It has never happened in his lifetime. And if it happens Oct. 19, it may very well happen to him.
Career politicians are rather rare as well as being rather suspect. Most never saw themselves seeking public office. But none, surely, was as unsuspecting as Kent Hehr, Liberal candidate for Calgary Centre and, at the moment, the politician seen as having the best chance at breaking the decades-long stronghold that conservative candidates have enjoyed in Calgary.
It was Oct. 3, 1991. He was 21 years old, born late in 1969, the year after the last Liberal, Pat Mahoney, grabbed a Calgary seat during that national mass hysteria known as "Trudeaumania."
Kent Hehr, having played junior hockey, was then a promising young defenceman for the Mount Royal College Cougars. Handsome, with dark wavy hair, he was a crowd favourite, a freewheeling puck carrier who describes himself as "[Hall-of-Famer] Paul Coffey with an edge. There was no penalty I didn't like to take."
Life could not have been better. He was popular. He had a good part-time job at Safeway. He was studying physical education and envisioned himself a high-school gym teacher, his life forever entwined with sport.
That evening he and some teammates went for a few beer after practice. They were at Electric Avenue, a popular, somewhat wild, bar. Driving back in the early hours of the morning, they stopped for a red light along Crowchild Trail SW.
Another car pulled up alongside, with the window down and something pointing at them.
Mr. Hehr, a passenger, has a recollection that he said something like, "That's not a gun, that's a water pistol." But then there was an extraordinarily loud explosion. The bullet entered his neck, severing the spinal cord.
"On Oct. 4, I woke up a C5 quadriplegic," he said matter-of-factly. "I didn't know who I was or what was going to be my life."
He was, he believes, the first victim of a drive-by shooting that most Canadians had ever heard of – a random act of violence with seemingly no motive apart from seeing what would happen if you fired a gun at a human. A troubled 21-year-old of no fixed address was eventually arrested in Vancouver, but the news brought no closure to the victim.
Mr. Hehr said it took a decade of struggle before he "got to an understanding that 'Kent, you can still contribute.'"
He had continued his studies, became a lawyer and was active in multiple associations dealing with accessibility. "I was always the kid who wanted to talk to people in the elevator," he laughed. It seemed whatever he got involved in, his enormous energies and enthusiasm had him becoming its chair and leading spokesperson.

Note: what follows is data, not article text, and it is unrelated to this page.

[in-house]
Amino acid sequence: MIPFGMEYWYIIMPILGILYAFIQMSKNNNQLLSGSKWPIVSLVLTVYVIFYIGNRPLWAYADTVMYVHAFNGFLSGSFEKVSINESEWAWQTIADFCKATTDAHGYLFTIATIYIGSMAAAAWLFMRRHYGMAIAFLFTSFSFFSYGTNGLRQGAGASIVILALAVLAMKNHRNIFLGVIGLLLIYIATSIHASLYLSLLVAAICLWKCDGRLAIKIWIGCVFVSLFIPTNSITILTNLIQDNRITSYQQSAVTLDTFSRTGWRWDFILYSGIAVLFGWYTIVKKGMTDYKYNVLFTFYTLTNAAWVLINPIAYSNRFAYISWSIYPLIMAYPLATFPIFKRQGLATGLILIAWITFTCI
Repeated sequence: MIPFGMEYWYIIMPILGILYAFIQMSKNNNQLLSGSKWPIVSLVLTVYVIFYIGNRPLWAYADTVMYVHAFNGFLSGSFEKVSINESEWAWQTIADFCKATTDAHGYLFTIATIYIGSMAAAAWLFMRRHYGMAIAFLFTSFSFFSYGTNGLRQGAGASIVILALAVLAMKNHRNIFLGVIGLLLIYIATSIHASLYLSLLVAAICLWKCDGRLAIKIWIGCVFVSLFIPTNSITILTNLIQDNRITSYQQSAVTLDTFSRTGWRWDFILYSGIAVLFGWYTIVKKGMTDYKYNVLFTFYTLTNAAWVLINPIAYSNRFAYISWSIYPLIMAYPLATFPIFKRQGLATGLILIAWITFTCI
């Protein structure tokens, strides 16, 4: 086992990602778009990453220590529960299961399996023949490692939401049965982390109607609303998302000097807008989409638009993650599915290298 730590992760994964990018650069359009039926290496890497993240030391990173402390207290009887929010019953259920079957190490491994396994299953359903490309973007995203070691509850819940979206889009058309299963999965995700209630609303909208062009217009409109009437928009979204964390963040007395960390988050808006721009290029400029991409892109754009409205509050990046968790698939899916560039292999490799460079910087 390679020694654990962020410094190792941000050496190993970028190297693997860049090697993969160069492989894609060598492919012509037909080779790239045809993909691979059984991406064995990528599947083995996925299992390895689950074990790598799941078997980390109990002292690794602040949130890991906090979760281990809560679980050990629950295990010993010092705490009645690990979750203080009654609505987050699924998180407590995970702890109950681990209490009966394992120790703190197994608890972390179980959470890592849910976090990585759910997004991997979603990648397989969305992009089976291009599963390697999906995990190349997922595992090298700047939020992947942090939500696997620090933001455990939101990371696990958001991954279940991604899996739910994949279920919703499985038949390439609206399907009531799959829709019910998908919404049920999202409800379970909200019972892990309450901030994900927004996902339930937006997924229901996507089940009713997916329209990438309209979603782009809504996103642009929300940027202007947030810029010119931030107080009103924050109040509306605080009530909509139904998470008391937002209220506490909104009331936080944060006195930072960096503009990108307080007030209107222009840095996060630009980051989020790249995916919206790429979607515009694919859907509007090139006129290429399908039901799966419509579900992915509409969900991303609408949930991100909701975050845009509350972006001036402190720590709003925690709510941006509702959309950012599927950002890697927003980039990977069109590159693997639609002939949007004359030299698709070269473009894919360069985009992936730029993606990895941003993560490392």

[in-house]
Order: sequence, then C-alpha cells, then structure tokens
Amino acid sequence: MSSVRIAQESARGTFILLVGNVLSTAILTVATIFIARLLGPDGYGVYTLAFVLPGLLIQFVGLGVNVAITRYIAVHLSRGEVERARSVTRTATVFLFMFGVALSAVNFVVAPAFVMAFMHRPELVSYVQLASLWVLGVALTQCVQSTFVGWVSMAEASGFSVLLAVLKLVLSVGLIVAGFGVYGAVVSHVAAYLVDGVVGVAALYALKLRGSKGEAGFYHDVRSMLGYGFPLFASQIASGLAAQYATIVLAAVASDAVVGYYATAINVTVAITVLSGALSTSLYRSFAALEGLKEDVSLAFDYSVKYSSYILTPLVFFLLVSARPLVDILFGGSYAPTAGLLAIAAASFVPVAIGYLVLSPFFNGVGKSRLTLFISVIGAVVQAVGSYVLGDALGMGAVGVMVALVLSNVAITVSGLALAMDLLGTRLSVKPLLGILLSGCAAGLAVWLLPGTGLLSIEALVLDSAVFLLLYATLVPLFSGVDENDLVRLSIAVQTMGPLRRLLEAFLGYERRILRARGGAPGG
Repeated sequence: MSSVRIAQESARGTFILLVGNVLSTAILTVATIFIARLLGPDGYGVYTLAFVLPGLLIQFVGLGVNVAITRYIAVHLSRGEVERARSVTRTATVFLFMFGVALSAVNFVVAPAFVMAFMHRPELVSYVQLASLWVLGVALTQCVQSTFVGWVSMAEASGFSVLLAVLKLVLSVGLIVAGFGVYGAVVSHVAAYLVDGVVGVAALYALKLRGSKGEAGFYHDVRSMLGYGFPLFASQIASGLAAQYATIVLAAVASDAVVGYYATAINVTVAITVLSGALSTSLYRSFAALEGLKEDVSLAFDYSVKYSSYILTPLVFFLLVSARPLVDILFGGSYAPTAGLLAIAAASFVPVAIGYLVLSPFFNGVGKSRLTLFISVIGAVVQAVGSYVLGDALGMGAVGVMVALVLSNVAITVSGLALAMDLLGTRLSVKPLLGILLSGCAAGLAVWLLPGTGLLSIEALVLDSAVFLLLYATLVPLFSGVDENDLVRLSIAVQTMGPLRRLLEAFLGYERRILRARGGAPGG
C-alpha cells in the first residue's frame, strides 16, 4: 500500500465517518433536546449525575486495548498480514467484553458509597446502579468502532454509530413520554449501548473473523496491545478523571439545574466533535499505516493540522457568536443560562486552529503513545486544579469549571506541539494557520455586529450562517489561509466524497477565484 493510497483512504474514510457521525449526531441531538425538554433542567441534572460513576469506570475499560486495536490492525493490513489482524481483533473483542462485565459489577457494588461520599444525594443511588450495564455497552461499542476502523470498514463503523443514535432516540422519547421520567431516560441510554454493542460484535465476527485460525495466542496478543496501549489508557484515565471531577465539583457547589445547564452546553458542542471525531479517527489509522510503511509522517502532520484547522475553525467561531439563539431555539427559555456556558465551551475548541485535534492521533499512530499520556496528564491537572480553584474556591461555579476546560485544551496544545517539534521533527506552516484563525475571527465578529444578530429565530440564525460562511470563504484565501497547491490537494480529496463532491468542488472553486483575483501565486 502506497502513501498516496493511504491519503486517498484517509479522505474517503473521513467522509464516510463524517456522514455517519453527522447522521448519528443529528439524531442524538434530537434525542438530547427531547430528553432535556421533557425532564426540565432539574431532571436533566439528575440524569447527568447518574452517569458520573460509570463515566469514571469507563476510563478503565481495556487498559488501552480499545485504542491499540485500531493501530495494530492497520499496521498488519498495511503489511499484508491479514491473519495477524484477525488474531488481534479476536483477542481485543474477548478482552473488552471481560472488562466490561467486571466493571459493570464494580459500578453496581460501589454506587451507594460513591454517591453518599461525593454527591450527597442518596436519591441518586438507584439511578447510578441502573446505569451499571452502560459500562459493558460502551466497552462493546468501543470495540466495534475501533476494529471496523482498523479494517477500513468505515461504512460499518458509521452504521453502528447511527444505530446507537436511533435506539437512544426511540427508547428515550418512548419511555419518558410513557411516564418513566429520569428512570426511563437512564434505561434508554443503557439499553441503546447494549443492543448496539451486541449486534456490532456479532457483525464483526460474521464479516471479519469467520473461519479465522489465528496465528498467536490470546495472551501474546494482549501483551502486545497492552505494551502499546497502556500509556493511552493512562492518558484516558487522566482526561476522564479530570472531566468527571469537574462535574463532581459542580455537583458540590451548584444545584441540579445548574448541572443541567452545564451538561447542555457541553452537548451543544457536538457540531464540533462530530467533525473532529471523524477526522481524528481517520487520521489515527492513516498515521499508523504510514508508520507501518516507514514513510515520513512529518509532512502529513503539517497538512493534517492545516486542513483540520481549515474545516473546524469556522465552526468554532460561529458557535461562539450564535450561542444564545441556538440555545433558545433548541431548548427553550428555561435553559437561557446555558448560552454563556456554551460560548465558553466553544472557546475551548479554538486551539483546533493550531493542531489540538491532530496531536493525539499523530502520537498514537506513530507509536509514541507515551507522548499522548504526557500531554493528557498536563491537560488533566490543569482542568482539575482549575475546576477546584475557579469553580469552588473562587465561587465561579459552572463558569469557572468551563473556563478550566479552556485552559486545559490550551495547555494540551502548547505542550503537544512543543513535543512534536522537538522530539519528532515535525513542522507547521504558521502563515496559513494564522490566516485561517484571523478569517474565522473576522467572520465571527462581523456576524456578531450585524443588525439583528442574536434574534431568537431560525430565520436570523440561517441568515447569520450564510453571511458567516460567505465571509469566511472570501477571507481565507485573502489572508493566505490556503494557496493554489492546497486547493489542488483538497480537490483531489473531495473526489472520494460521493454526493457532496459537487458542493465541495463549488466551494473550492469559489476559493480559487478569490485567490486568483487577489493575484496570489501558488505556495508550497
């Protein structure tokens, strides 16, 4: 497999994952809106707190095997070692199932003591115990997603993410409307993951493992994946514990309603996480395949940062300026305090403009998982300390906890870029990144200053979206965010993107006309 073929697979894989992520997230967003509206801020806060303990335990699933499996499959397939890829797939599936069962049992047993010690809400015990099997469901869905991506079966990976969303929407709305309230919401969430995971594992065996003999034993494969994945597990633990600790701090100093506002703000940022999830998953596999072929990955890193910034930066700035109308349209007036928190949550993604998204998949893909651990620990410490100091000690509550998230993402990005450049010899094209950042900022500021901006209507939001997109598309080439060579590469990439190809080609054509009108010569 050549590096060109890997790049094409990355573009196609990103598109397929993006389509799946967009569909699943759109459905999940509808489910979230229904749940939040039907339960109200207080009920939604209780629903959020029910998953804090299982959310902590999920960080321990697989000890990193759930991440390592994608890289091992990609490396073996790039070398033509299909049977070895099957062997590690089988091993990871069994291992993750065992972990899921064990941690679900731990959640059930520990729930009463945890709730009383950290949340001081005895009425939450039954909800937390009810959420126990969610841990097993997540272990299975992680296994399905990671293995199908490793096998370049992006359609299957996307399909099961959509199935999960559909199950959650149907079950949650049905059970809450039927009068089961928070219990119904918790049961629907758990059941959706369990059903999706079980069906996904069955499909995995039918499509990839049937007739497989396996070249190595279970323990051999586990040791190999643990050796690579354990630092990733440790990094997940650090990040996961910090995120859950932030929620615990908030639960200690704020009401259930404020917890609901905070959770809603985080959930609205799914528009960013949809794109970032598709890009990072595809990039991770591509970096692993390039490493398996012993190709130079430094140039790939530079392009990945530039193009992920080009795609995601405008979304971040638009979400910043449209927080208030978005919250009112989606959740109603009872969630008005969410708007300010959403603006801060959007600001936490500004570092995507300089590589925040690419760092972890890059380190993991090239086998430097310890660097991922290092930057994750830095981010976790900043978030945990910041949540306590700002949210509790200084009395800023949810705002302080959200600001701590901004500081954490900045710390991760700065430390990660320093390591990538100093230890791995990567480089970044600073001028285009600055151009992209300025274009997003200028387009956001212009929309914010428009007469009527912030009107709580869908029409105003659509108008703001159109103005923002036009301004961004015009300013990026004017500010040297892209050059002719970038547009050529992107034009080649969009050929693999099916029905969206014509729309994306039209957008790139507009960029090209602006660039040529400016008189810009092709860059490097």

In 2008, he ran for the Liberals in the provincial riding of Calgary-Buffalo and won. He became shadow minister for justice and his tough-on-crime stance, particularly involving gangs and gun violence, proved popular with police and the city core.
In 2010, Mr. Hehr briefly campaigned for mayor but withdrew in order to endorse his friend, Naheed Nenshi, who remains a popular and powerful mayor.
Mr. Hehr introduced a private member's bill into the legislature that would have public schools support students wishing to form gay-straight alliances. Eventually, a modified bill became law. But a year ago he became convinced that, under incoming premier Jim Prentice, the provincial Tories might "roll forever" in power.
"Where can I have an impact?" he asked himself. "We need to have at least one non-conservative Member of Parliament for this great city."
In late November, he was acclaimed as the Liberal Party's candidate for Calgary Centre.
Mr. Hehr's work in support of LGBTQ rights has gone over well in the riding, where what he calls the "Pride community" is large and influential. While Mr. Hehr was at the forefront of last weekend's Pride parade, the incumbent MP, Joan Crockatt, was told she wasn't welcome by the organizers after voting against legislation to prohibit discrimination because of gender identity.
Ms. Crockatt, the former managing editor of the Calgary Herald, won the seat in a 2012 by-election held to replace Tory stalwart Lee Richardson. Ms. Crockatt has her strong base of Conservative support, of course. She does not, however, enjoy the good relations Mr. Hehr has with Mr. Nenshi, and that could prove significant in what is certain to be a tight race. Mr. Nenshi's passionate attack this week on the Canadian government's tepid response to the Syrian refugee crisis has also hurt the Tory brand in the city they have so long owned.
The NDP, following Premier Rachel Notley's stunning victory in the May provincial election and with federal Leader Thomas Mulcair riding high in the polls, also believe Calgary Centre is ripe for the taking. Candidate Jillian Ratti, a physician, will certainly be challenging Mr. Hehr if there is, indeed, to be a changing of the guard after four decades of rock-solid conservative victories.
"Things are not working," said Mr. Hehr. "Many here have lost their jobs. Many have seen no increase in their standard of living. Renting and house sales have gone through the roof. People are not thinking this has been a halcyon decade for them.
"In Calgary Centre, we sense that we have become the non-Conservative alternative."
The NDP, of course, feels the same. And the decision is unknowable until Oct. 19.